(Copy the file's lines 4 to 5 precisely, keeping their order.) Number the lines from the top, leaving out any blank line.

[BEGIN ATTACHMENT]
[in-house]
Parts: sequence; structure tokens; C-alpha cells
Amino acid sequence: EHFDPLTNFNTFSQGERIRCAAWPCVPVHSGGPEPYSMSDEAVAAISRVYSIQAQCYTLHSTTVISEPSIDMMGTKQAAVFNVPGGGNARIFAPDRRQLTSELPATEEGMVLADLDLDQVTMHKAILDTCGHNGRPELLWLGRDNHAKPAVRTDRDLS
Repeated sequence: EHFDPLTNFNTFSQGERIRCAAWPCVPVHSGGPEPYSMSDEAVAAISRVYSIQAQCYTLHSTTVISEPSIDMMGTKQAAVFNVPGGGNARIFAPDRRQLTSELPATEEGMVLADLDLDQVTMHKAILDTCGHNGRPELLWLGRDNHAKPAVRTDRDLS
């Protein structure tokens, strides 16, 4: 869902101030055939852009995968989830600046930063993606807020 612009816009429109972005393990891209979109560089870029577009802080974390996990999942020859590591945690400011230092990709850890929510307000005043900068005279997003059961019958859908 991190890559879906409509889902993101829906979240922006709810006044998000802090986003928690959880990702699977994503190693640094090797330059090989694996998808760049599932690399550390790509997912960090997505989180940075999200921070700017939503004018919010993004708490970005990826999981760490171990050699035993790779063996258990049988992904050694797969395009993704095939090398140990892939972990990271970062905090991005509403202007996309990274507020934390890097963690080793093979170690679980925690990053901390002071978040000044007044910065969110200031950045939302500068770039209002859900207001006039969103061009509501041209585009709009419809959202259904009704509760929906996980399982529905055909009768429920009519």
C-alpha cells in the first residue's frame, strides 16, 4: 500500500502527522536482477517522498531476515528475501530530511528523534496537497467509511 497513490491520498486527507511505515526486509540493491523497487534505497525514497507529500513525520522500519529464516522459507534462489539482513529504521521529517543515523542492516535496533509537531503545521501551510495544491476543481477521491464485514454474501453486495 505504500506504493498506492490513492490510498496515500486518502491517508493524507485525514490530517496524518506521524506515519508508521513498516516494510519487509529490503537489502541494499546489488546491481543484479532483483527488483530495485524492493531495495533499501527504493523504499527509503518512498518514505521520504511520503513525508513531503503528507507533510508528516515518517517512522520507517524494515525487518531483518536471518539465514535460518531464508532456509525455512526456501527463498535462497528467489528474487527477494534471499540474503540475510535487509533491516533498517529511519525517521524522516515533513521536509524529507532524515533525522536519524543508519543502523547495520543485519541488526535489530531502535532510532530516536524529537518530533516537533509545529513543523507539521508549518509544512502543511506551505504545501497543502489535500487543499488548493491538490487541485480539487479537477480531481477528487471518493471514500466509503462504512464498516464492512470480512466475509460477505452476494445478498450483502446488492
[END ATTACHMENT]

Repeated sequence: EHFDPLTNFNTFSQGERIRCAAWPCVPVHSGGPEPYSMSDEAVAAISRVYSIQAQCYTLHSTTVISEPSIDMMGTKQAAVFNVPGGGNARIFAPDRRQLTSELPATEEGMVLADLDLDQVTMHKAILDTCGHNGRPELLWLGRDNHAKPAVRTDRDLS
């Protein structure tokens, strides 16, 4: 869902101030055939852009995968989830600046930063993606807020 612009816009429109972005393990891209979109560089870029577009802080974390996990999942020859590591945690400011230092990709850890929510307000005043900068005279997003059961019958859908 991190890559879906409509889902993101829906979240922006709810006044998000802090986003928690959880990702699977994503190693640094090797330059090989694996998808760049599932690399550390790509997912960090997505989180940075999200921070700017939503004018919010993004708490970005990826999981760490171990050699035993790779063996258990049988992904050694797969395009993704095939090398140990892939972990990271970062905090991005509403202007996309990274507020934390890097963690080793093979170690679980925690990053901390002071978040000044007044910065969110200031950045939302500068770039209002859900207001006039969103061009509501041209585009709009419809959202259904009704509760929906996980399982529905055909009768429920009519």